Sen. Claire McCaskill of Missouri demanded information Tuesday from five top opioid manufacturers, saying she would investigate their alleged role in the drug epidemic responsible for more than 200,000 overdose deaths since 2000.
“This epidemic is the direct result of a calculated sales and marketing strategy major opioid manufacturers have allegedly pursued over the past 20 years to expand their market share and increase dependency on powerful – and often deadly – painkillers,” McCaskill, who is the ranking Democrat of the Homeland Security and Governmental Affairs Committee, wrote to company executives. “To achieve this goal, manufacturers have reportedly sought, among other techniques, to downplay the risk of addiction to their products and encourage physicians to prescribe opioids for all cases of pain and in high doses.”
McCaskill sent letters to Purdue Pharma, Janssen Pharmaceuticals, Insys Therapeutics, Mylan, and Depomed, which she said make the top-five-selling prescription painkillers. She is seeking sales and marketing materials, any studies the companies might have conducted about the addictive properties of their drugs, information on compliance with legal settlements and figures on donations to advocacy groups.
McCaskill said she wants to know whether manufacturers have contributed to overuse and overprescribing of opioids. According to the Centers for Disease Control and Prevention, nearly 180,000 people have died of overdoses of prescription opioids since 2000 and tens of thousands more have succumbed to overdoses from heroin and fentanyl.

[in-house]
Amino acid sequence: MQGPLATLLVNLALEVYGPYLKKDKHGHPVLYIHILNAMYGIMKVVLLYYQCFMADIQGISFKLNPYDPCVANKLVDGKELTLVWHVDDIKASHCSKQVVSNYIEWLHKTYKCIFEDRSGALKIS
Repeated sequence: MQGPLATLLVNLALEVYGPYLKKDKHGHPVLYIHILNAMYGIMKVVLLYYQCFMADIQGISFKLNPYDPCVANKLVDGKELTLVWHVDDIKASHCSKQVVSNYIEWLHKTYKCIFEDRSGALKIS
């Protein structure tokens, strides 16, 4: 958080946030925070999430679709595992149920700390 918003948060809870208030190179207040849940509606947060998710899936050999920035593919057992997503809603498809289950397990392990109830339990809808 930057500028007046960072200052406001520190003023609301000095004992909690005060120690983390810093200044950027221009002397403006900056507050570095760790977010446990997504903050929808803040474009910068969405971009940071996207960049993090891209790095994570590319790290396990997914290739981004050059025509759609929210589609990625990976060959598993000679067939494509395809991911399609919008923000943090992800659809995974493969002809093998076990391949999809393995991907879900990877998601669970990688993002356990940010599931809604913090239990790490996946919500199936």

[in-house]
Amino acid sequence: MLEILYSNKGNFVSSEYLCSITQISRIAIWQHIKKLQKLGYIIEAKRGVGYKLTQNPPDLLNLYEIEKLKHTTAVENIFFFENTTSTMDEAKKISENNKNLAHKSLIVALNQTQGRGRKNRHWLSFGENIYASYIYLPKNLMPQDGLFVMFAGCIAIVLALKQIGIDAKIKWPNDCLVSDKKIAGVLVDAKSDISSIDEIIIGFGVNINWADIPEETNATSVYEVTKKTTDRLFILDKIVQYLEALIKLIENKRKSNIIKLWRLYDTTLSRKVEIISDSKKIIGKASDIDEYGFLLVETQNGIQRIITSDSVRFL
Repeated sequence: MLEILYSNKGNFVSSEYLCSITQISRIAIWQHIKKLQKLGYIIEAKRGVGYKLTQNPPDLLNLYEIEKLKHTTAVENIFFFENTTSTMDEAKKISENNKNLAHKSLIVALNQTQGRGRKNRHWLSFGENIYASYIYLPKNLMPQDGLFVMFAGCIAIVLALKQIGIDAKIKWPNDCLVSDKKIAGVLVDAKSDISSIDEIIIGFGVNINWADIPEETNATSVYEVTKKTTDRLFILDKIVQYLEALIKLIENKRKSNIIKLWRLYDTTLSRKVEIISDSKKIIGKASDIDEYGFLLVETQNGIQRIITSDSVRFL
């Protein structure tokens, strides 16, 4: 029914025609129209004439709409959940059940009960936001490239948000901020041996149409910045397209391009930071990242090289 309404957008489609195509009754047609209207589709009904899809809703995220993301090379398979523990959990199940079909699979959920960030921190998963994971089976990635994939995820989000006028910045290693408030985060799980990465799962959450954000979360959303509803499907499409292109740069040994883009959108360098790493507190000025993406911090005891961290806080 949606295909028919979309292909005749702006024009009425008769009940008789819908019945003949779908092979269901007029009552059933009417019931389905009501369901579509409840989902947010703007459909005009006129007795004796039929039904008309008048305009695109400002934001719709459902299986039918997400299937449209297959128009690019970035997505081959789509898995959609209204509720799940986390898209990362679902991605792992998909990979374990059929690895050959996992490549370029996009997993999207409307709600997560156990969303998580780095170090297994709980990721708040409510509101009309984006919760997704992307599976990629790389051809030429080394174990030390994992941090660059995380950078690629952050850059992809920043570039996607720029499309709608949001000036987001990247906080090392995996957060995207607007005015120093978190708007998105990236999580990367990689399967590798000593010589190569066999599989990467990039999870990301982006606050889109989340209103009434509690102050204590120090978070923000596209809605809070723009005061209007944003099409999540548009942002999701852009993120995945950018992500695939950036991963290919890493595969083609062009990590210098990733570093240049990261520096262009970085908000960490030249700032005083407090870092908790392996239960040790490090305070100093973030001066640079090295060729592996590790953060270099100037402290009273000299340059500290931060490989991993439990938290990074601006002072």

Most of the companies said Tuesday that they were reviewing McCaskill’s request. A spokesman for Purdue Pharma issued a statement noting that its brand-name product, OxyContin, “accounts for only 2 percent of the opioid analgesic prescriptions nationally, but we are an industry leader in the development of abuse-deterrent technology and advocating for the use of prescription drug monitoring programs. We are reviewing Senator McCaskill’s letter and will respond accordingly.”
And in a separate statement, a spokeswoman for Janssen Pharmaceuticals said “we believe that we have acted appropriately, responsibly and in the best interests of patients regarding our opioid pain medications, which are FDA-approved and carry FDA-mandated warnings about the known risks of the medications on every product label.”
Earlier this month, McCaskill asked the Justice Department’s inspector general to investigate why the Drug Enforcement Administration had delayed or blocked enforcement efforts against wholesale distributors of opioids accused of failing to follow laws designed to keep legal painkillers from reaching the black market. She cited reporting by The Washington Post that the efforts of DEA field investigators had been frustrated when attorneys at headquarters imposed higher burdens of proof for bringing cases, even as the overdose rate from those prescription drugs soared.
The city of Chicago and several U.S. counties have sued opioid manufacturers, demanding reimbursement for the expense of grappling with the drug crisis. The lawsuits contend that aggressive marketing by the companies has fueled the crisis.
Last year, Mylan was accused of price-gouging after it sharply raised the price of its lifesaving EpiPen injection medication for allergic reactions. The company released a lower-cost generic version of the device in response.